Your student loan is out of deferment, now what?

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student loan is out of deferment

student loan is out of defermentWhen I went through college, I didn’t think much about my student loan debt. I was aware that it was adding up — after all, I signed for a check every semester and watched my bank account balloon. However, all of my payments were deferred until I finished school. There is no need to make payments on your federal student loan (and even on many private student loans) if you meet school enrollment requirements. You don’t have to start paying until six months after you graduate in some cases.

But once that deferment is over, it might hit you all at once that you do owe tens of thousands of dollars. What if you can’t make the payments? The good news is that there are options for students looking for affordable student loan payments after the deferment period ends.

Federal or private student loans?

Before you start making any payments, it’s important to understand what type of student loans you have. Federal loans allow you access to specific programs that can ease your repayment. Private student loans, on the other hand, behave like any other loan in many respects. You can ask for further deferment or forbearance with a private student loan, but it will likely cost you more in the end.

Those with federal student loans have better options. “If you are still experiencing financial difficulty, you might be able to choose a repayment plan like income-based repayment or pay-as-you-earn repayment,” says Mark Kantrowitz, the Senior Vice President at Edvisors.com.

Federal student loan repayment plans are designed to help borrowers based on their income and household size. Payments are capped as well, so you don’t have to worry about them growing out of control later. Not only that, but federal income-based options provide for loan forgiveness after a certain number of years. If you haven’t paid off your balance after 20 or 25 years (depending on the program), the remainder might be discharged if you meet certain requirements. For those who enter public servant professions, there is also the possibility of discharge after 10 years.

“Income-based repayment and pay-as-you-earn repayment are intended to be safety nets for borrowers who are unable to afford their monthly payments,” says Kantrowitz. If you are struggling after the end of your deferment period, you can enroll in these programs at the Department of Education website. (Jay Fleischman, an attorney specializing in student loans, recommends enrolling in these federal repayment programs even before the end of your deferment period so that you can be considered in “repayment,” even if you don’t have a job and your payment is $0 per month.)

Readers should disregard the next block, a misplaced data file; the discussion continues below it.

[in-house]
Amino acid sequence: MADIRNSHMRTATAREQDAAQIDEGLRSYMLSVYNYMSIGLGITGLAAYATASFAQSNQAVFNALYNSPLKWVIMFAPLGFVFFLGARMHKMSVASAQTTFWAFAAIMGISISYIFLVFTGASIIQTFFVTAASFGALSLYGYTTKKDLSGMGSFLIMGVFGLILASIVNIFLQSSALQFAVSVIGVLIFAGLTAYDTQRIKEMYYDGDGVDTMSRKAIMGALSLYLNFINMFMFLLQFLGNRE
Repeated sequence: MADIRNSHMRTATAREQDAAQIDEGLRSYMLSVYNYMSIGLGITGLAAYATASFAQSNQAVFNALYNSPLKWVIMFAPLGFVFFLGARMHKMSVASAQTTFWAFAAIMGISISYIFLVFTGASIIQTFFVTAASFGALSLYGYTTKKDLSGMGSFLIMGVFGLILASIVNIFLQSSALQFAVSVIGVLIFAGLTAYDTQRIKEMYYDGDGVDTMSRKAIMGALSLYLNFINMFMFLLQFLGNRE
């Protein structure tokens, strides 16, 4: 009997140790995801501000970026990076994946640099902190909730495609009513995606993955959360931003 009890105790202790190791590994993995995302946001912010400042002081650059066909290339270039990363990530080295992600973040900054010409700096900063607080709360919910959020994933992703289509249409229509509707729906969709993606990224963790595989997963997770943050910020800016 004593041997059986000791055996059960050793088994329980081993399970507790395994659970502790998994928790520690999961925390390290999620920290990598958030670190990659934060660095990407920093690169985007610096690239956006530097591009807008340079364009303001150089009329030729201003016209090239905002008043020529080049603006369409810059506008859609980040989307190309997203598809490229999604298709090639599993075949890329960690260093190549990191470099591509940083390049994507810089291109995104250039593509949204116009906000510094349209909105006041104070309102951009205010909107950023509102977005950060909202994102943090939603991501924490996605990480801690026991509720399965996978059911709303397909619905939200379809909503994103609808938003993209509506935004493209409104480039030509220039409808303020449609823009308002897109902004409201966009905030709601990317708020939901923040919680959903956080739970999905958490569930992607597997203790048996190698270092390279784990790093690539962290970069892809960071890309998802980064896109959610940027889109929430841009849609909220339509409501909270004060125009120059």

If you can afford the payments, though, Kantrowitz suggests paying as much as you can. “The borrower should choose the repayment plan with the highest monthly payment he or she can afford, such as the standard 10-year repayment,” he says. “This will save the borrower the most money over the life of the loan.”

While the lower payments associated with the income-based program are tempting, the costs will add up, and you will be in debt longer. Before you make the choice, it’s important to carefully consider your options, and your financial situation, and understand the tradeoffs you will have to make. Some students choose to enroll in the income-based program, but pay more than they are required to as their financial situations improve.

Is default an option?

If you have private student loans, default is an option once you have exhausted your deferment and forbearance options. However, just any other loan default can damage your credit rating, defaulting on a private student loan can hurt your credit score. The lender can also choose to sue you in order to collect repayment. It’s also important to understand that, even though the White House recently floated the idea of allowing for bankruptcy discharge of some student loans, right now the law is written so that you can’t get rid of your private student loans through bankruptcy.

You can’t discharge federal loans through bankruptcy, either, and default isn’t going to get you out of your obligation. “Defaulting on the student loans will not save the borrower any money, as the federal government can impose wage garnishment without a court order,” says Kantrowitz. “Wage garnishment involves a higher monthly payment than income-based repayment.”

If you can’t make your student loan payments at the end of your deferment period, the best option is to call your servicer and ask about income-based options or enroll through the Department of Education website. Some servicers will tell you about extended deferment or forbearance, but those options can be even more costly. While you might not have a choice with private student loans, you do have the income-based option with federal loans. Make sure you understand which loans are federal and which are private, and learn about your choices before you change your current plan.

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Miranda is a freelance writer and professional blogger specializing in financial topics. Her work has appeared in numerous media, online and offline. Her blog is Planting Money Seeds.